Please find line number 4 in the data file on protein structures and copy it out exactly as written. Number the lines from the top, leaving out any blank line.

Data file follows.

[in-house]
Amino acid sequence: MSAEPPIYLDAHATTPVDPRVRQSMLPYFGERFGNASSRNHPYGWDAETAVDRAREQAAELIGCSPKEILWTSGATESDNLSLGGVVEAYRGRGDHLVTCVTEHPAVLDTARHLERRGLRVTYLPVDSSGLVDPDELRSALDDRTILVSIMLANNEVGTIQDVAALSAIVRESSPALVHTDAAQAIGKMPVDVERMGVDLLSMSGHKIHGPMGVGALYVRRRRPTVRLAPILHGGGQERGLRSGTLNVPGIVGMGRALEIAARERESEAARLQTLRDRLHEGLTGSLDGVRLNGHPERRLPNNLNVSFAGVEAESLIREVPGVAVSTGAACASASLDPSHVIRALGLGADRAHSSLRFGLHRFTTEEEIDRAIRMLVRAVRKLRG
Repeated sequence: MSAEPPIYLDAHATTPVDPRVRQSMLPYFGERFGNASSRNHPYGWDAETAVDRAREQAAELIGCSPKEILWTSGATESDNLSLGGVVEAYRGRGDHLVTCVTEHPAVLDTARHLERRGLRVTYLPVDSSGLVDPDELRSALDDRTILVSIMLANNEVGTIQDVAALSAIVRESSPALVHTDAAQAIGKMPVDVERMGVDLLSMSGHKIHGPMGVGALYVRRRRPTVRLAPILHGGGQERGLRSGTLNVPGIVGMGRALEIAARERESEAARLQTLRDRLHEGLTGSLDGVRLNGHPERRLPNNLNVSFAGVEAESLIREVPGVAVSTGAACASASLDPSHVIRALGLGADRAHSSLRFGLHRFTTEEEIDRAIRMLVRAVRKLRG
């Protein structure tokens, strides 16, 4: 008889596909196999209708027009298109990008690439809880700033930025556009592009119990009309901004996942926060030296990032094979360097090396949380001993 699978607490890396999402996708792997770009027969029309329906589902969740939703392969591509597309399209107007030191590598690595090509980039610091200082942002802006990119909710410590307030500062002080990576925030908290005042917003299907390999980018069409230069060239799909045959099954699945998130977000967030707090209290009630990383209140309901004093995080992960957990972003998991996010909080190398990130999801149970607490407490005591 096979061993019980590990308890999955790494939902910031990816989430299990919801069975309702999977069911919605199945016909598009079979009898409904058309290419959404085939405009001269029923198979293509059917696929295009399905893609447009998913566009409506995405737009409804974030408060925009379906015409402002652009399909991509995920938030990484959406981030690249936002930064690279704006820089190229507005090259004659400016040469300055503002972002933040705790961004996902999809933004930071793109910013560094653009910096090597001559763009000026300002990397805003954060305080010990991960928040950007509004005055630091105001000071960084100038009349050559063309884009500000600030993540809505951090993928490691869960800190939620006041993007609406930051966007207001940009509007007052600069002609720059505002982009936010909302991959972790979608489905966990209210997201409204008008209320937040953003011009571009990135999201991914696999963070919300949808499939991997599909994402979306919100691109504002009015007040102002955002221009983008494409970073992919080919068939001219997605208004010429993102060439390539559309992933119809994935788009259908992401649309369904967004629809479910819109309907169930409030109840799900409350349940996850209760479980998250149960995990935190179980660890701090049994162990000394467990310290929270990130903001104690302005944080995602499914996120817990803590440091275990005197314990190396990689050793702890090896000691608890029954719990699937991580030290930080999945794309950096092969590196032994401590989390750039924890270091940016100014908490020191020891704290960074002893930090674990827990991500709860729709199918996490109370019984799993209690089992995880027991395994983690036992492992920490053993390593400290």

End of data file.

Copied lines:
């Protein structure tokens, strides 16, 4: 008889596909196999209708027009298109990008690439809880700033930025556009592009119990009309901004996942926060030296990032094979360097090396949380001993 699978607490890396999402996708792997770009027969029309329906589902969740939703392969591509597309399209107007030191590598690595090509980039610091200082942002802006990119909710410590307030500062002080990576925030908290005042917003299907390999980018069409230069060239799909045959099954699945998130977000967030707090209290009630990383209140309901004093995080992960957990972003998991996010909080190398990130999801149970607490407490005591 096979061993019980590990308890999955790494939902910031990816989430299990919801069975309702999977069911919605199945016909598009079979009898409904058309290419959404085939405009001269029923198979293509059917696929295009399905893609447009998913566009409506995405737009409804974030408060925009379906015409402002652009399909991509995920938030990484959406981030690249936002930064690279704006820089190229507005090259004659400016040469300055503002972002933040705790961004996902999809933004930071793109910013560094653009910096090597001559763009000026300002990397805003954060305080010990991960928040950007509004005055630091105001000071960084100038009349050559063309884009500000600030993540809505951090993928490691869960800190939620006041993007609406930051966007207001940009509007007052600069002609720059505002982009936010909302991959972790979608489905966990209210997201409204008008209320937040953003011009571009990135999201991914696999963070919300949808499939991997599909994402979306919100691109504002009015007040102002955002221009983008494409970073992919080919068939001219997605208004010429993102060439390539559309992933119809994935788009259908992401649309369904967004629809479910819109309907169930409030109840799900409350349940996850209760479980998250149960995990935190179980660890701090049994162990000394467990310290929270990130903001104690302005944080995602499914996120817990803590440091275990005197314990190396990689050793702890090896000691608890029954719990699937991580030290930080999945794309950096092969590196032994401590989390750039924890270091940016100014908490020191020891704290960074002893930090674990827990991500709860729709199918996490109370019984799993209690089992995880027991395994983690036992492992920490053993390593400290």